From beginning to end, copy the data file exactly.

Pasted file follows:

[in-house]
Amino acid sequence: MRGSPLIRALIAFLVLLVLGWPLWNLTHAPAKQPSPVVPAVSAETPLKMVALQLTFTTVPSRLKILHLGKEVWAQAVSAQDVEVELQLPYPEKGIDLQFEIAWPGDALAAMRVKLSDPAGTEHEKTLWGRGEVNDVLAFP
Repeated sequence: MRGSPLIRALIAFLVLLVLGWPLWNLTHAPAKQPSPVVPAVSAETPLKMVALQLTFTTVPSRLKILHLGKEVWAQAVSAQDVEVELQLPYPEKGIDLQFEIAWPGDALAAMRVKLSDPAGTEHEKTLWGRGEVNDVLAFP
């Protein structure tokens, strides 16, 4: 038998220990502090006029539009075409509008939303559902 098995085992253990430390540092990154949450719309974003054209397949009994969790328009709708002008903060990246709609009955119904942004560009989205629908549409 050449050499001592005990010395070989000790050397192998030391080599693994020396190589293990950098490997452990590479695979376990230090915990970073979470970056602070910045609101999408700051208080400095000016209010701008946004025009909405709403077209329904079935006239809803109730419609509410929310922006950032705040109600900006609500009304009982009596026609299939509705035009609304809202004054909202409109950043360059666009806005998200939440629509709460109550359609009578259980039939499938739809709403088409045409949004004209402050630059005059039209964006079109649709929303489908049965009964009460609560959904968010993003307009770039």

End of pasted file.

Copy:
[in-house]
Amino acid sequence: MRGSPLIRALIAFLVLLVLGWPLWNLTHAPAKQPSPVVPAVSAETPLKMVALQLTFTTVPSRLKILHLGKEVWAQAVSAQDVEVELQLPYPEKGIDLQFEIAWPGDALAAMRVKLSDPAGTEHEKTLWGRGEVNDVLAFP
Repeated sequence: MRGSPLIRALIAFLVLLVLGWPLWNLTHAPAKQPSPVVPAVSAETPLKMVALQLTFTTVPSRLKILHLGKEVWAQAVSAQDVEVELQLPYPEKGIDLQFEIAWPGDALAAMRVKLSDPAGTEHEKTLWGRGEVNDVLAFP
């Protein structure tokens, strides 16, 4: 038998220990502090006029539009075409509008939303559902 098995085992253990430390540092990154949450719309974003054209397949009994969790328009709708002008903060990246709609009955119904942004560009989205629908549409 050449050499001592005990010395070989000790050397192998030391080599693994020396190589293990950098490997452990590479695979376990230090915990970073979470970056602070910045609101999408700051208080400095000016209010701008946004025009909405709403077209329904079935006239809803109730419609509410929310922006950032705040109600900006609500009304009982009596026609299939509705035009609304809202004054909202409109950043360059666009806005998200939440629509709460109550359609009578259980039939499938739809709403088409045409949004004209402050630059005059039209964006079109649709929303489908049965009964009460609560959904968010993003307009770039």